With a town motto like, “Come Be Our Guest,” it’s no surprise that Watford City is now home to a new statewide events and convention center with arenas for hockey, figure skating, and roller skating, basketball and volleyball courts, a fieldhouse with removable turf for soccer and baseball, a lap pool and a leisure pool, a 1,000-capacity convention center, a 3,000-seat auditorium, a running/walking track, a rock climbing wall, laser tag, and six bounce houses. The Center also includes a new artificial turf football stadium and a gymnastics club.
Designed by JLG Architects, the Rough Rider Center is situated on a hilltop site with dramatic views of the prairie, and sited to maximize daylighting while creating a shared, protected south-facing entry courtyard to shelter it from the strong northwest prairie winds. The plan organization takes advantage of the sloping site; the main concourse serves as a viewing area to the athletic venues located on the lower level, while also allowing for convenient top-loading of the spectator seating. A single concourse feeds all spaces – widening and opening to the football field and the prairie beyond, and then tapering to reduce square footage as traffic lessens. The basketball, fieldhouse, and hockey sheets are aligned to allow them to open up with one another to create contiguous convention space.
The glulam structure is a modern, sustainable interpretation of traditional western plains timber construction, and a light tan precast was selected to compliment the prairie grasses. Inside, maple paneling provides a warm and inviting glow, and splashes of dark-stained birdseye maple and blue penny tile add cool contrast to the warm wood. Large floor openings were placed to create a strong connection between the main and lower level concourses, and high-efficiency glazing and horizontal mullion extensions reduce solar heat gain. Clerestory lighting above the fieldhouse and hockey sheets bring in additional natural light from above.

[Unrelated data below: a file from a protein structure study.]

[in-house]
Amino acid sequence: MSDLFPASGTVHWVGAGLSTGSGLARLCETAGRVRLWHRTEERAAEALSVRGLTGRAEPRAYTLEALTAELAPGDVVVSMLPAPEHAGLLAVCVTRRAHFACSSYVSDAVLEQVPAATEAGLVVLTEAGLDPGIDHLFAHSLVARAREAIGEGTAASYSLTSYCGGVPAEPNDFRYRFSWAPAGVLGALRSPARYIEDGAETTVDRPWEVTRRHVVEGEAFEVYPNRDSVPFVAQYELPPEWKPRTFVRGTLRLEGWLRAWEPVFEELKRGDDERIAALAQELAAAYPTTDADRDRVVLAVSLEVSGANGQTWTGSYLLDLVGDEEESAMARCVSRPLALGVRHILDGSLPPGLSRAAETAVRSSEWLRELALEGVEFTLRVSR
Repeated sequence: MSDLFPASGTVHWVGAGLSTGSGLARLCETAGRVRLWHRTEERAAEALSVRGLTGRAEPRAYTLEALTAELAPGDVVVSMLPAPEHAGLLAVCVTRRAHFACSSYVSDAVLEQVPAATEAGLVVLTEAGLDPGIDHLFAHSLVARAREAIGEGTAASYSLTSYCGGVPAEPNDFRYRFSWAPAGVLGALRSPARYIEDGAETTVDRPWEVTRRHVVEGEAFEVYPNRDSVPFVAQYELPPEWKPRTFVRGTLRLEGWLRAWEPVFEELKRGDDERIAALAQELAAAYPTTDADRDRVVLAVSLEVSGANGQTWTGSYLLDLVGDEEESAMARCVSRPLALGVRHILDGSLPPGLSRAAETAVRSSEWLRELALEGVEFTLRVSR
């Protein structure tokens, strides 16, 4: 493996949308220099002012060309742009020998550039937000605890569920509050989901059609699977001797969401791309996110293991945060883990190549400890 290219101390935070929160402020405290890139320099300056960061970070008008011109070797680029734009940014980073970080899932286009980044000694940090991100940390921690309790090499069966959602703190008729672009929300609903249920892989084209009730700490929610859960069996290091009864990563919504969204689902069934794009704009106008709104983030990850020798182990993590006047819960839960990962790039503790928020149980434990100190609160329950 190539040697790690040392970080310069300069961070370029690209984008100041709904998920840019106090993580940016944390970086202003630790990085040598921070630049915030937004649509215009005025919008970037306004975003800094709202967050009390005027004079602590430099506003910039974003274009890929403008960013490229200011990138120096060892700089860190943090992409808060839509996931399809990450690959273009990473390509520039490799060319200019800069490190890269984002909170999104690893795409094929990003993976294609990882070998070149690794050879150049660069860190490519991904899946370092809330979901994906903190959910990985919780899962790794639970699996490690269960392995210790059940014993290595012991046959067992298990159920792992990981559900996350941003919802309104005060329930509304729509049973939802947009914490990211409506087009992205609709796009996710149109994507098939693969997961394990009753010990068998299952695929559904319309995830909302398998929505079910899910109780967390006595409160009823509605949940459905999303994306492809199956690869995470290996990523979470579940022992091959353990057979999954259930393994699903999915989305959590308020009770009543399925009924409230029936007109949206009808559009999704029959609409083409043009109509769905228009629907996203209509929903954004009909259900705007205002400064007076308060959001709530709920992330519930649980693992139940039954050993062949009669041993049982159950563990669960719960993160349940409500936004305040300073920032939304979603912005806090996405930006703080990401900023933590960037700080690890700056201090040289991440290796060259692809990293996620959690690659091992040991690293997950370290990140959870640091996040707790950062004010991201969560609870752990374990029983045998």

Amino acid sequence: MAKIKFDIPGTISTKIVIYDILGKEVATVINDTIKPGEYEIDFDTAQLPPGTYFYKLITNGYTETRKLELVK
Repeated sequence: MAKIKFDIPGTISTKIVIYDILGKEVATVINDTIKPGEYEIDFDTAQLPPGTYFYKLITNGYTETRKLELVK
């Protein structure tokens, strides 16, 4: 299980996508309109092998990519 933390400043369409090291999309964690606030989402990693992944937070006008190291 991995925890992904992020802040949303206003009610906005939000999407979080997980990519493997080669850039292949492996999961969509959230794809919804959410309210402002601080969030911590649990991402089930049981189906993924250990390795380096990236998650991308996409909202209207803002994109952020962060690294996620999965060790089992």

The Rough Rider Center grew from a desire to build togetherness in a once-quiet western North Dakota town that had seen a boom in oil production and population in only a few years’ time. The City of Watford City partnered with the McKenzie County School District, who was in the process of building a new high school on an open site with room for an adjacent center, to celebrate this “fresh” community by creating a sports and events center that would not only serve local residents, but also attract visitors and revenue from around the region for tournaments, concerts, and entertainment, who would also keep Watford City’s hotels, restaurants, and shops buzzing year-round.